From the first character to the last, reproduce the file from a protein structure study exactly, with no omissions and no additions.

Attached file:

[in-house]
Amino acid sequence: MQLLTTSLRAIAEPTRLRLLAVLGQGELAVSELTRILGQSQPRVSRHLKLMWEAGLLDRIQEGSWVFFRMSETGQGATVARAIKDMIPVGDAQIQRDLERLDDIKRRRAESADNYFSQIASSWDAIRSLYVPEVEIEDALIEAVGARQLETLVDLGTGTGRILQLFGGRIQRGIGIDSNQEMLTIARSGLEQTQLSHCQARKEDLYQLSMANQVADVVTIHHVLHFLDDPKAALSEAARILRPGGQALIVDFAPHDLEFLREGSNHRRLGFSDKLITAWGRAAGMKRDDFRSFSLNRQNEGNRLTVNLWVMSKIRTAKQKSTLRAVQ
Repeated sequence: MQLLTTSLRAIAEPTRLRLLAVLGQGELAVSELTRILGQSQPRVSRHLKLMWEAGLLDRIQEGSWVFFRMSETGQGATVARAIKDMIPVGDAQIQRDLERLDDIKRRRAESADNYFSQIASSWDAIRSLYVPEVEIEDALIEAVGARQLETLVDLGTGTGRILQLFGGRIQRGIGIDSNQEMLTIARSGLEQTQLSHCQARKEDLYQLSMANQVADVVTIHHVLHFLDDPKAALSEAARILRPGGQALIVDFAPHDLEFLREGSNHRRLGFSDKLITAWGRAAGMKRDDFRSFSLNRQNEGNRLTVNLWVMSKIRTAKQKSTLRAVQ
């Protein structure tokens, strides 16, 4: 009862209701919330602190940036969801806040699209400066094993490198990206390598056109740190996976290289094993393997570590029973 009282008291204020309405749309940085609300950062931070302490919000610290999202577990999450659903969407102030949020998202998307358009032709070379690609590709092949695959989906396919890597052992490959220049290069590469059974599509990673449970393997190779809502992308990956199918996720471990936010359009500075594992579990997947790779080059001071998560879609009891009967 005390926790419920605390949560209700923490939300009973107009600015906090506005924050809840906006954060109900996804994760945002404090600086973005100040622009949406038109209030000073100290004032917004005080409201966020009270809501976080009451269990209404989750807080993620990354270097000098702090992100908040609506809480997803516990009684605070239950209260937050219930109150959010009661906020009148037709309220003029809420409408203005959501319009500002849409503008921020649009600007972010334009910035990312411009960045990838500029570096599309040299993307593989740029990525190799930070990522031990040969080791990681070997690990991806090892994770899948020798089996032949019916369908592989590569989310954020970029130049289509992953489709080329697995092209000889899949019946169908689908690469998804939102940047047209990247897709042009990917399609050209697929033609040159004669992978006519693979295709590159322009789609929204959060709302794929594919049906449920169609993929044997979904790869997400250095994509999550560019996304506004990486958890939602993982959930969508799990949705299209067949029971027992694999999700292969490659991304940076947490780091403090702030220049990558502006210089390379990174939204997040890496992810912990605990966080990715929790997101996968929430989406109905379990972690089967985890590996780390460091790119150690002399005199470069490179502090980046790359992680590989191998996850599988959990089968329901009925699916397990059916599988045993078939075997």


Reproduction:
[in-house]
Amino acid sequence: MQLLTTSLRAIAEPTRLRLLAVLGQGELAVSELTRILGQSQPRVSRHLKLMWEAGLLDRIQEGSWVFFRMSETGQGATVARAIKDMIPVGDAQIQRDLERLDDIKRRRAESADNYFSQIASSWDAIRSLYVPEVEIEDALIEAVGARQLETLVDLGTGTGRILQLFGGRIQRGIGIDSNQEMLTIARSGLEQTQLSHCQARKEDLYQLSMANQVADVVTIHHVLHFLDDPKAALSEAARILRPGGQALIVDFAPHDLEFLREGSNHRRLGFSDKLITAWGRAAGMKRDDFRSFSLNRQNEGNRLTVNLWVMSKIRTAKQKSTLRAVQ
Repeated sequence: MQLLTTSLRAIAEPTRLRLLAVLGQGELAVSELTRILGQSQPRVSRHLKLMWEAGLLDRIQEGSWVFFRMSETGQGATVARAIKDMIPVGDAQIQRDLERLDDIKRRRAESADNYFSQIASSWDAIRSLYVPEVEIEDALIEAVGARQLETLVDLGTGTGRILQLFGGRIQRGIGIDSNQEMLTIARSGLEQTQLSHCQARKEDLYQLSMANQVADVVTIHHVLHFLDDPKAALSEAARILRPGGQALIVDFAPHDLEFLREGSNHRRLGFSDKLITAWGRAAGMKRDDFRSFSLNRQNEGNRLTVNLWVMSKIRTAKQKSTLRAVQ
């Protein structure tokens, strides 16, 4: 009862209701919330602190940036969801806040699209400066094993490198990206390598056109740190996976290289094993393997570590029973 009282008291204020309405749309940085609300950062931070302490919000610290999202577990999450659903969407102030949020998202998307358009032709070379690609590709092949695959989906396919890597052992490959220049290069590469059974599509990673449970393997190779809502992308990956199918996720471990936010359009500075594992579990997947790779080059001071998560879609009891009967 005390926790419920605390949560209700923490939300009973107009600015906090506005924050809840906006954060109900996804994760945002404090600086973005100040622009949406038109209030000073100290004032917004005080409201966020009270809501976080009451269990209404989750807080993620990354270097000098702090992100908040609506809480997803516990009684605070239950209260937050219930109150959010009661906020009148037709309220003029809420409408203005959501319009500002849409503008921020649009600007972010334009910035990312411009960045990838500029570096599309040299993307593989740029990525190799930070990522031990040969080791990681070997690990991806090892994770899948020798089996032949019916369908592989590569989310954020970029130049289509992953489709080329697995092209000889899949019946169908689908690469998804939102940047047209990247897709042009990917399609050209697929033609040159004669992978006519693979295709590159322009789609929204959060709302794929594919049906449920169609993929044997979904790869997400250095994509999550560019996304506004990486958890939602993982959930969508799990949705299209067949029971027992694999999700292969490659991304940076947490780091403090702030220049990558502006210089390379990174939204997040890496992810912990605990966080990715929790997101996968929430989406109905379990972690089967985890590996780390460091790119150690002399005199470069490179502090980046790359992680590989191998996850599988959990089968329901009925699916397990059916599988045993078939075997």